CDC Brings Attention to Dental Infection Control and Prevention Practices

By on 9:15 AM

The Centers for Disease Control and Prevention (CDC) Division of Oral Health has contributed an article to Medscape (free account required for access) discussing the prevention of disease transmission in dental settings.

The article notes that, while rare, transmission of infectious agents between patients and dental healthcare personnel (DHCP) in dental settings do occur. Specifically, CDC references published reports describing the transmission of hepatitis B and hepatitis C in dental settings and a report on a 2015 outbreak of Mycobacterium abscessus infection at a pediatric dentistry practice.

The column then provides tips and advice for dental disease transmission prevention on topics that include:
  • Administering of local anesthesia
  • Use of multi-dose vials
  • Cleaning and heat-sterilizing of handpieces
  • Sterilizer monitoring
  • Water standards

CDC references additional resources to aid in dental infection prevention, such as its "Summary of Infection Prevention Practices in Dental Settings: Basic Expectations for Safe Care" 2016 report. This is a summary guide of basic infection prevention recommendations for all dental healthcare settings, including traditional settings such as private dental practices, dental clinics, dental schools and educational programs (including dental assisting, dental hygiene, and laboratory). In addition, the recommendations include nontraditional settings that often use portable dental equipment such as clinics held in schools for sealant and fluoride placement and other sites for humanitarian dental missions.

CDC also references its "Infection Prevention Checklist for Dental Settings." CDC notes the checklist should be used to ensure the dental healthcare setting has appropriate infection prevention policies and practices in place, including appropriate training and education of DHCP on infection prevention practices. Systematic assessment of  personnel compliance with the expected infection prevention practices is a critical step in following guidelines. Feedback  to DHCP regarding performance as well as documentation of compliance is important.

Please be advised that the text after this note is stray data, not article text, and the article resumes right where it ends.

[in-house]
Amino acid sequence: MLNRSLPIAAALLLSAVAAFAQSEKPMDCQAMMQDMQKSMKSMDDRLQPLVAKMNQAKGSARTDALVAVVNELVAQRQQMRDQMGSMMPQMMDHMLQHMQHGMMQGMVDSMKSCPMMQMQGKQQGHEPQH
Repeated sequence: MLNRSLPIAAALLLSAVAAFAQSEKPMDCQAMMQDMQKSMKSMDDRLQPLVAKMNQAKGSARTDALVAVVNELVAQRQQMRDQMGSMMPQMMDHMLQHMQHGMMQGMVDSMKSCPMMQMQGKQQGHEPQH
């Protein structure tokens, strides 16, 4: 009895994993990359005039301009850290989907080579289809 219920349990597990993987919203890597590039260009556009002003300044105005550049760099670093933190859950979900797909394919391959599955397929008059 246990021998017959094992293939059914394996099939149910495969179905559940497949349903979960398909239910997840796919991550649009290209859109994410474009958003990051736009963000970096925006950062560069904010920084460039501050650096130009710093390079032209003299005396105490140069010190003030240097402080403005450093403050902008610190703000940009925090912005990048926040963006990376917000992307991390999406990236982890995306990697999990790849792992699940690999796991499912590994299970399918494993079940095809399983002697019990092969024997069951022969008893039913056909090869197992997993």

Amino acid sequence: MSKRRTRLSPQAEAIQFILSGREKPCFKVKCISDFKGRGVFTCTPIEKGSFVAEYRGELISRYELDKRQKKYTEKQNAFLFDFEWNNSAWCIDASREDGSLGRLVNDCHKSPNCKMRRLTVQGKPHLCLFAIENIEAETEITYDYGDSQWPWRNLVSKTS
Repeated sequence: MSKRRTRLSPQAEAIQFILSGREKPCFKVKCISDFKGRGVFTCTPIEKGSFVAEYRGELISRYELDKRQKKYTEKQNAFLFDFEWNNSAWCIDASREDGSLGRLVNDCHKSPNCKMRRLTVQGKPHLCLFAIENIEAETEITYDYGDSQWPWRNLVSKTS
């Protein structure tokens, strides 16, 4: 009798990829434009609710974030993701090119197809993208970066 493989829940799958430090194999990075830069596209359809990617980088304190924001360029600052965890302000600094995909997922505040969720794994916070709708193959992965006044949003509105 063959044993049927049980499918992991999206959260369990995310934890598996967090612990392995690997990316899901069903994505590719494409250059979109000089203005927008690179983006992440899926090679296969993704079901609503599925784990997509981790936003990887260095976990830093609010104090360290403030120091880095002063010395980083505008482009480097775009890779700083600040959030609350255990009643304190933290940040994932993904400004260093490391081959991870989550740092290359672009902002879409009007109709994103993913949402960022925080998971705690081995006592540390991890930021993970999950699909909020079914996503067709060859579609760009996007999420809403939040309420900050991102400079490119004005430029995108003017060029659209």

As the CDC states in the Medscape report, "Infection prevention should be a priority in all clinical dental care settings. A survey of U.S. dentists looked into implementation of four recommended infection prevention recommendations (have an infection control coordinator in the dental practice, maintain dental unit water quality, document percutaneous injuries, and use safe medical devices such as safer syringes and scalpels). [The survey] found that only 25% of practices had routinely implemented three or four of these recommendations."

Need assistance with dental infection control program development, improvement and/or education? Contact ICCS, a leading national provider of infection control and prevention services for dental offices and oral surgery centers.


  1. Curious as to what entity will be enforcing the new guideline? Will it be at the state level, the federal level?